In a key step toward creating a working quantum computer, Princeton researchers have developed a method that may allow the quick and reliable transfer of quantum information throughout a computing device.
The finding, by a team led by Princeton physicist Jason Petta, could eventually allow engineers to build quantum computers consisting of millions of quantum bits, or qubits. So far, quantum researchers have only been able to manipulate small numbers of qubits, not enough for a practical machine.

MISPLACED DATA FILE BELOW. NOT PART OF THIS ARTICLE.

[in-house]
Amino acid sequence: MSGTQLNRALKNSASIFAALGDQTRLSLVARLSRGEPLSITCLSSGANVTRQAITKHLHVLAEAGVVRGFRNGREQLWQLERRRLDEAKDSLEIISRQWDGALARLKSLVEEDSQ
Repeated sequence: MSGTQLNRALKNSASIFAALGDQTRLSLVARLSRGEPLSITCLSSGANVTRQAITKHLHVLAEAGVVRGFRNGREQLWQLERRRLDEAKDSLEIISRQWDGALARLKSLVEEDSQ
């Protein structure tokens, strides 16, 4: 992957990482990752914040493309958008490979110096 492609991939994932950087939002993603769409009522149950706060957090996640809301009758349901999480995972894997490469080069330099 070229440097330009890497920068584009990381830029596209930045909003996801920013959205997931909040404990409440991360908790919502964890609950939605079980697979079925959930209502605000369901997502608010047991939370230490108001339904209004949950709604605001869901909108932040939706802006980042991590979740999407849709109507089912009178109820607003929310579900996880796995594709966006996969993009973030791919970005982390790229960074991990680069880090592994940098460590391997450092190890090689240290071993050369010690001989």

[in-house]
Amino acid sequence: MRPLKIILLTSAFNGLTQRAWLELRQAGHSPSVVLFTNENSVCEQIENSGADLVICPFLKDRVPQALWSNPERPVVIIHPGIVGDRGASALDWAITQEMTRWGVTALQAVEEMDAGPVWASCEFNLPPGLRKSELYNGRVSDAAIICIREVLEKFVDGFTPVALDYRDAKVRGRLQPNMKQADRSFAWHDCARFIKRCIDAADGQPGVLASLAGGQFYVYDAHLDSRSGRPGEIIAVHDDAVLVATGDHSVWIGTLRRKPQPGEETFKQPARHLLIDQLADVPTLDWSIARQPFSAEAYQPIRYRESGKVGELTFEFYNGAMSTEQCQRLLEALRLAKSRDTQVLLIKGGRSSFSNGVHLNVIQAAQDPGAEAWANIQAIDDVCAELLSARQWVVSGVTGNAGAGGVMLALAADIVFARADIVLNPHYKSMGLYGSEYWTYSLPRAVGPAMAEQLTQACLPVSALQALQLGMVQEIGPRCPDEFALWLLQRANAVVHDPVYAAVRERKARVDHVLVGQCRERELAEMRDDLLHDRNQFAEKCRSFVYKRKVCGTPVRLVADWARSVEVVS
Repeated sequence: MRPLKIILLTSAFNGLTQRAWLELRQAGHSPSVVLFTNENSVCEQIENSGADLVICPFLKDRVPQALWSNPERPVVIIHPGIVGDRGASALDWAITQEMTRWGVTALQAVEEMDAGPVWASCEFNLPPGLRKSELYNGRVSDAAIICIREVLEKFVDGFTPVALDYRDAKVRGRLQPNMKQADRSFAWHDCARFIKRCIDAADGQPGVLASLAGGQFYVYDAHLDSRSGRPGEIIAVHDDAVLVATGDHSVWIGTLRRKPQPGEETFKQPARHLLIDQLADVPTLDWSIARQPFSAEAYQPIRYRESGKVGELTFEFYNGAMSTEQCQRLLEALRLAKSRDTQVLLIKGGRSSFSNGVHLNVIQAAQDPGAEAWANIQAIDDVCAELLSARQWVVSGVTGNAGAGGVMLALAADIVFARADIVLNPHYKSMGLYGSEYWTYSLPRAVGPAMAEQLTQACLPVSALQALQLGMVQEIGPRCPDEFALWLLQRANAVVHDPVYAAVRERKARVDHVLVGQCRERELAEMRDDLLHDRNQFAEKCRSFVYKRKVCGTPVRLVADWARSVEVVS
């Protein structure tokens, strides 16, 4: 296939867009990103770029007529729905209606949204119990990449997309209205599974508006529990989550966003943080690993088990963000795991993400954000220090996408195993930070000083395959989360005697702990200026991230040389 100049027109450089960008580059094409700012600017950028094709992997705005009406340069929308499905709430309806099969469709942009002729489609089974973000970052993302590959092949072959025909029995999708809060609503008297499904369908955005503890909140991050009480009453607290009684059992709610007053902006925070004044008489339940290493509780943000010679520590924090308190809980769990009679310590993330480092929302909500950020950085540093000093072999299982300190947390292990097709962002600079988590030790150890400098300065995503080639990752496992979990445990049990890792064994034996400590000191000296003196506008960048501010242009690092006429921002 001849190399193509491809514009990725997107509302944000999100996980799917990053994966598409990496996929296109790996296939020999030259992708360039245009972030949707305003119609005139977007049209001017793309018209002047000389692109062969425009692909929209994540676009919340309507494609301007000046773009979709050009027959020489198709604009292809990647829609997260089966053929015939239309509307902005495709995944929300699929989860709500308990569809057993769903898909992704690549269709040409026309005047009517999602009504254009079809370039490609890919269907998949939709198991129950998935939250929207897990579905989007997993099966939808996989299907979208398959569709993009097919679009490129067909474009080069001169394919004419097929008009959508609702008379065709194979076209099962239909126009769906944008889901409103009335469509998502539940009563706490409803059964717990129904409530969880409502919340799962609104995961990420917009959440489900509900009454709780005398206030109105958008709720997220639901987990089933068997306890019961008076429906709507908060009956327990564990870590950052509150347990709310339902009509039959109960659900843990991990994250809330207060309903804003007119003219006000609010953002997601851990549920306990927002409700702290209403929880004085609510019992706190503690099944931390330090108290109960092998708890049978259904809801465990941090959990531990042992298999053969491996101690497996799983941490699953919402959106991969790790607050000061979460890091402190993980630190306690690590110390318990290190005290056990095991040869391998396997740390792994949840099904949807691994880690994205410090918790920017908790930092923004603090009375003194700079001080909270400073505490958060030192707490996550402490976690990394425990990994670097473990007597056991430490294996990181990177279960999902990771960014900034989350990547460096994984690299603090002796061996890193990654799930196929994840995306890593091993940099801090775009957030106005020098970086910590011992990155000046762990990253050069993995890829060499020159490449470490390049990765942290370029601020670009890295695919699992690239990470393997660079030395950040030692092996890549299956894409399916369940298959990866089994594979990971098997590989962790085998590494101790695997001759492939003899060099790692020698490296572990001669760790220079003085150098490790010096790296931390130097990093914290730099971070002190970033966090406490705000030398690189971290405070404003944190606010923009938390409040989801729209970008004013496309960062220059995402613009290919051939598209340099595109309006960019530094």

“The whole game at this point in quantum computing is trying to build a larger system,” said Andrew Houck, an assistant professor of electrical engineering who is part of the research team.
To make the transfer, Petta’s team used a stream of microwave photons to analyze a pair of electrons trapped in a tiny cage called a quantum dot. The “spin state” of the electrons — information about how they are spinning — serves as the qubit, a basic unit of information. The microwave stream allows the scientists to read that information.
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